Need for Clear Objectives

Otherwise, the consequences might be pretty serious. In fact, your role as a manager depends on it.

Almost by definition, the core activity of being a manager is getting work done through other people.  Once you are promoted into management you are not only responsible for the work you deliver but you are also responsible for the work of everyone who reports to you.  They succeed – you succeed.  They fail – you…well… will probably no longer be a manager. This is why setting clear objectives is so important.

One of my favorite examples of setting clear objectives comes from a colleague of mine at Xerox.  While travelling on business, she called home to check-in with her family.  As she hung up the phone with her husband, she relayed the following story.  The objective given to[……]

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The goal of this series is to help you become a great Leader-Manager in your first year – so you get off to your best start possible!

Getting off to a good start in your first year as a managerAs a new manager you might feel a bit overwhelmed. What will your first year look like?What are the essentials you must know apply in the next 12 months if you are going to be successful in leading your team? Even as a veteran manager there may be a lot you wish you’d known or could do over.

I invite you to let me lead you through the next year as we tackle 12 key skills – skills that are essential for you to lead your people.  Each month I’ll introduce a new skill area – and support each skill area with 4-5 posts.

My company name is Leader Know How, so in these blogs you’ll get more than just an interesting idea, I’ll show you HOW to apply the idea to how you lead your people.  I’ll kick off each month with some theory and background, but then dig deeper into tools, case examples and practical exercises to help you immediately apply what we dis[……]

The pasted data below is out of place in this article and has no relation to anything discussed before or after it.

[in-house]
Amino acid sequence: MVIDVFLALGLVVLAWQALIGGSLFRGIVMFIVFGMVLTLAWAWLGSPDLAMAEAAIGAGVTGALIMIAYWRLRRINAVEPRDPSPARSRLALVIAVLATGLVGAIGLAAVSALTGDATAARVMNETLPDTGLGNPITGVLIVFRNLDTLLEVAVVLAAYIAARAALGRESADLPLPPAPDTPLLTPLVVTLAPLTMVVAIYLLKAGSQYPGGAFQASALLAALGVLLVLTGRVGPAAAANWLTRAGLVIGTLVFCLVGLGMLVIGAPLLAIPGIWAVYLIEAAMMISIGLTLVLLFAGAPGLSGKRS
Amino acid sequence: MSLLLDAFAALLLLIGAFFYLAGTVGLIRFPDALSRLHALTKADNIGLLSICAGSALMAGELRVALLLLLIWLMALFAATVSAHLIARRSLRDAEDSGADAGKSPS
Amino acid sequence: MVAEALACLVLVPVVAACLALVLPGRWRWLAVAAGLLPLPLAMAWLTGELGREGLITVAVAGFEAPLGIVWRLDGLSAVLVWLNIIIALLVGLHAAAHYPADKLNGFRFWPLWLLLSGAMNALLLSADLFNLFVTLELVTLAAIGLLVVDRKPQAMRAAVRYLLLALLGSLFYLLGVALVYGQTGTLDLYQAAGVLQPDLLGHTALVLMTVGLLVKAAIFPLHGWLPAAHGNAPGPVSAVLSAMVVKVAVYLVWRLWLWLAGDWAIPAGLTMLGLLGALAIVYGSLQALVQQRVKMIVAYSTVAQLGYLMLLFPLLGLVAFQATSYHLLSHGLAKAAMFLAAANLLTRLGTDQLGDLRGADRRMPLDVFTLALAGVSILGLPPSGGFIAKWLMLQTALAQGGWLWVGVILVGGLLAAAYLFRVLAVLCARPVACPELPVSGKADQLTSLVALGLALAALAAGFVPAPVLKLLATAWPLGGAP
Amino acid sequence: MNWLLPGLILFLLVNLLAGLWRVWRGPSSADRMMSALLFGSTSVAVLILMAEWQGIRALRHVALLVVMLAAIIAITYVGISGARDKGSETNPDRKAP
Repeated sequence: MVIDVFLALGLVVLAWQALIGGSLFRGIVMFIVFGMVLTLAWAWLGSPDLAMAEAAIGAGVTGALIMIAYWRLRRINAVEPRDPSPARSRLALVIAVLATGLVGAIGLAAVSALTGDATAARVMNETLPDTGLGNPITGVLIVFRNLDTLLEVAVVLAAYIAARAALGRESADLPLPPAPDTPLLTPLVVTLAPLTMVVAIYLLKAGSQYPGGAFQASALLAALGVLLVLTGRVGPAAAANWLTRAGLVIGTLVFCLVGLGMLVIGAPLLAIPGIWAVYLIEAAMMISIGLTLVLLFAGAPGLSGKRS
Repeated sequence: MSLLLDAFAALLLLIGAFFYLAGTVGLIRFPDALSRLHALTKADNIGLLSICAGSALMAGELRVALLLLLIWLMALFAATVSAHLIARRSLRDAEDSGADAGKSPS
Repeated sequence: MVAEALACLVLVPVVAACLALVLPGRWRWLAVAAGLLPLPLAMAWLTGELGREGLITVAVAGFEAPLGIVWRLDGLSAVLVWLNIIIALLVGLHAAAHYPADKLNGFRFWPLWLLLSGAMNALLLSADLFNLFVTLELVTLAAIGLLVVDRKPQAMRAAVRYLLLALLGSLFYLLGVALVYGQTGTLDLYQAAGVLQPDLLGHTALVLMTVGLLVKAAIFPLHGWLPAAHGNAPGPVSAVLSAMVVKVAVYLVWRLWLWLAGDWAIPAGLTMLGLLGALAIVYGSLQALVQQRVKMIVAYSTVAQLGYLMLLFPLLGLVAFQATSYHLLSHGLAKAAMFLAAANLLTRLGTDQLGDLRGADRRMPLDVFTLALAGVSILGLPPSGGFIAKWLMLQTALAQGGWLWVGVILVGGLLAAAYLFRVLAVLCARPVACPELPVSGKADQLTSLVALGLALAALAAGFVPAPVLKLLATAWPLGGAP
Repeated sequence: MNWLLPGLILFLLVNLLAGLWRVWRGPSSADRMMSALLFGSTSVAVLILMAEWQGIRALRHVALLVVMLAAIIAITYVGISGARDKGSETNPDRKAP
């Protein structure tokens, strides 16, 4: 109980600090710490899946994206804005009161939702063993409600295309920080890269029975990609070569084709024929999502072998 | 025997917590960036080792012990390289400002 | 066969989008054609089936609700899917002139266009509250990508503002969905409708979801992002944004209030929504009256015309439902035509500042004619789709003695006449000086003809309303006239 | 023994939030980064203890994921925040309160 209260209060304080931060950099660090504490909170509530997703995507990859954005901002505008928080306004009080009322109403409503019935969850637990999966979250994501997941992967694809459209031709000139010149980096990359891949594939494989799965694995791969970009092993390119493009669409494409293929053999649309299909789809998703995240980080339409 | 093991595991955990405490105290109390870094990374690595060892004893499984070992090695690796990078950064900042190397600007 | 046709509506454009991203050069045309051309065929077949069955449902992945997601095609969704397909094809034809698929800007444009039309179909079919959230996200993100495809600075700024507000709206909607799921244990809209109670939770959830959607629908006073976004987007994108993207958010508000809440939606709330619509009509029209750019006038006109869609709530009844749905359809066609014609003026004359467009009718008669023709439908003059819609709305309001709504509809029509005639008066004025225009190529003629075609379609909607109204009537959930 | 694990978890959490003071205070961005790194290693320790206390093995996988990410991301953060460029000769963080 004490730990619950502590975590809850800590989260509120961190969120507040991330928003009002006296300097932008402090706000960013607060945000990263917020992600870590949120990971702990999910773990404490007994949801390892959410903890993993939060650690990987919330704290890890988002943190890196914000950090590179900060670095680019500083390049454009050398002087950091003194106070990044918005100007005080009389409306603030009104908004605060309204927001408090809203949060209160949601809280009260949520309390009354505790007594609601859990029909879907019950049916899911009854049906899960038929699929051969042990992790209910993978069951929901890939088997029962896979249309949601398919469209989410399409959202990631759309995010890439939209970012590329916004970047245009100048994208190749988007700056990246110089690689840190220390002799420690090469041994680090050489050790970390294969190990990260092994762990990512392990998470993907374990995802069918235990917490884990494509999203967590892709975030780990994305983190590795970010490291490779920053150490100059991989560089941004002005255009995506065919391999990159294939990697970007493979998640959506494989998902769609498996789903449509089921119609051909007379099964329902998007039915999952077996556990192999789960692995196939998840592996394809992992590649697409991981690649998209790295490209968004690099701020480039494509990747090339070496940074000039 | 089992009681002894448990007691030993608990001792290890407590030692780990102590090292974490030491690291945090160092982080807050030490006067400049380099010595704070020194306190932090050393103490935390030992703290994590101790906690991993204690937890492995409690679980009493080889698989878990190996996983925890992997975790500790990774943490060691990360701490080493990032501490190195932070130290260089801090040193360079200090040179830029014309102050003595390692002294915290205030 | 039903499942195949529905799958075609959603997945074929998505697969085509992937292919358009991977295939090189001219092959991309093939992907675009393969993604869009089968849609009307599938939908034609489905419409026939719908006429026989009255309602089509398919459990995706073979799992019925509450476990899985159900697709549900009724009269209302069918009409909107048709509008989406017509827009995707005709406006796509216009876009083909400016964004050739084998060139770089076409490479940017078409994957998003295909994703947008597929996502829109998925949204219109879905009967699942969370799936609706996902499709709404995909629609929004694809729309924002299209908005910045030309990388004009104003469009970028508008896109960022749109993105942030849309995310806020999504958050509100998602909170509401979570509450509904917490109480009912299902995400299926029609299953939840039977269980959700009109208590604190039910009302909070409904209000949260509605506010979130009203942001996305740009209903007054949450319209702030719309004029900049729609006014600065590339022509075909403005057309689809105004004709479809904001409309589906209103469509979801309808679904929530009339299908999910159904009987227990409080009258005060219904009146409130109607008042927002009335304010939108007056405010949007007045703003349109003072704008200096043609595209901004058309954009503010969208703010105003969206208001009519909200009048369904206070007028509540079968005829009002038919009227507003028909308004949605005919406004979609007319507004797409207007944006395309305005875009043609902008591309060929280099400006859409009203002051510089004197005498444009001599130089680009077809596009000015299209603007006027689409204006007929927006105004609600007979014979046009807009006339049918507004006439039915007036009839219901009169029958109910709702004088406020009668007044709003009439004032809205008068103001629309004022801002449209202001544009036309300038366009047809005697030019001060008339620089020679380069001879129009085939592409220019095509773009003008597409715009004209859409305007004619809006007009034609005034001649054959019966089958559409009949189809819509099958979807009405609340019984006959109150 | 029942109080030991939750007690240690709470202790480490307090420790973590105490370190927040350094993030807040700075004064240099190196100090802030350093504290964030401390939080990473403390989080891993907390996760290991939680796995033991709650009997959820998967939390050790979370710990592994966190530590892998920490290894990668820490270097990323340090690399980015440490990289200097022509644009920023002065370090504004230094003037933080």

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wacky |ˈwakē| (also whacky)

funny or amusing in a slightly odd or peculiar way

eccentric, unconventional, uncommon, abnormal, irregular, aberrant, anomalous, odd, queer, strange, peculiar, weird, bizarre, outlandish, freakish, extraordinary; idiosyncratic, quirky, nonconformist, outré; way out, offbeat, freaky, oddball, kooky.

 Brain Ruts

Why do we get stuck in our ways of thinking, such that new possibilities keep eluding us?   Brain RUTs!  It’s as if the wagon wheels on our thinking trails just keep carving deeper and deeper ruts.

how to get unstuck in your thinking

 Try this to see how deep our “thinking ruts” are.

Ask people to give you a color, a type of furniture and a flower.  Did you hear a lot of red or blue, chair or table and rose or daisy?

Established patterns in our brains can be a good thing.  It helps us tie our shoes without thinking. It helps us attend to the whole and not have to painstakingly think about the parts.  It is why we can see the forest, and not just the trees. These patterns help us.  But sometimes these thinking patterns can get us stuck.  They can hinder us from finding that break-through idea.

Get out of the Rut:  Be Wacky!

Being WACKY can help us break out of our repetitive ways of thinking. Teams begin to see what was hiding behind their mental blinders when they take diverse, creative, and even silly perspectives. These out-of-the-ordinary perspectives can then be used to generate new paths of action.